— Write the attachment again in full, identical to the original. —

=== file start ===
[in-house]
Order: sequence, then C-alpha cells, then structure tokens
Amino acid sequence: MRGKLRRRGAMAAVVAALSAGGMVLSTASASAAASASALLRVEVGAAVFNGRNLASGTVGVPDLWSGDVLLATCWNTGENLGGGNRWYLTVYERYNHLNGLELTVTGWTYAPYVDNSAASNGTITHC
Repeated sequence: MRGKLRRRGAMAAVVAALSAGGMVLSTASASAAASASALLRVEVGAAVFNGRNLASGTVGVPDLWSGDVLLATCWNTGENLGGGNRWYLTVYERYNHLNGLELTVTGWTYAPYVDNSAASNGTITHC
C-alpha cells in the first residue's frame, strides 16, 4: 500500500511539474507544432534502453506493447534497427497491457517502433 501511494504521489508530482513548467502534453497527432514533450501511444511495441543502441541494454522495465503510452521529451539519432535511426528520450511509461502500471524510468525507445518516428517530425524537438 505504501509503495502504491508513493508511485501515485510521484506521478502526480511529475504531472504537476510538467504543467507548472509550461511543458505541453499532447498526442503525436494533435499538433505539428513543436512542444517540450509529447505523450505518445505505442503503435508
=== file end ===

[in-house]
Order: sequence, then C-alpha cells, then structure tokens
Amino acid sequence: MRGKLRRRGAMAAVVAALSAGGMVLSTASASAAASASALLRVEVGAAVFNGRNLASGTVGVPDLWSGDVLLATCWNTGENLGGGNRWYLTVYERYNHLNGLELTVTGWTYAPYVDNSAASNGTITHC
Repeated sequence: MRGKLRRRGAMAAVVAALSAGGMVLSTASASAAASASALLRVEVGAAVFNGRNLASGTVGVPDLWSGDVLLATCWNTGENLGGGNRWYLTVYERYNHLNGLELTVTGWTYAPYVDNSAASNGTITHC
C-alpha cells in the first residue's frame, strides 16, 4: 500500500511539474507544432534502453506493447534497427497491457517502433 501511494504521489508530482513548467502534453497527432514533450501511444511495441543502441541494454522495465503510452521529451539519432535511426528520450511509461502500471524510468525507445518516428517530425524537438 505504501509503495502504491508513493508511485501515485510521484506521478502526480511529475504531472504537476510538467504543467507548472509550461511543458505541453499532447498526442503525436494533435499538433505539428513543436512542444517540450509529447505523450505518445505505442503503435508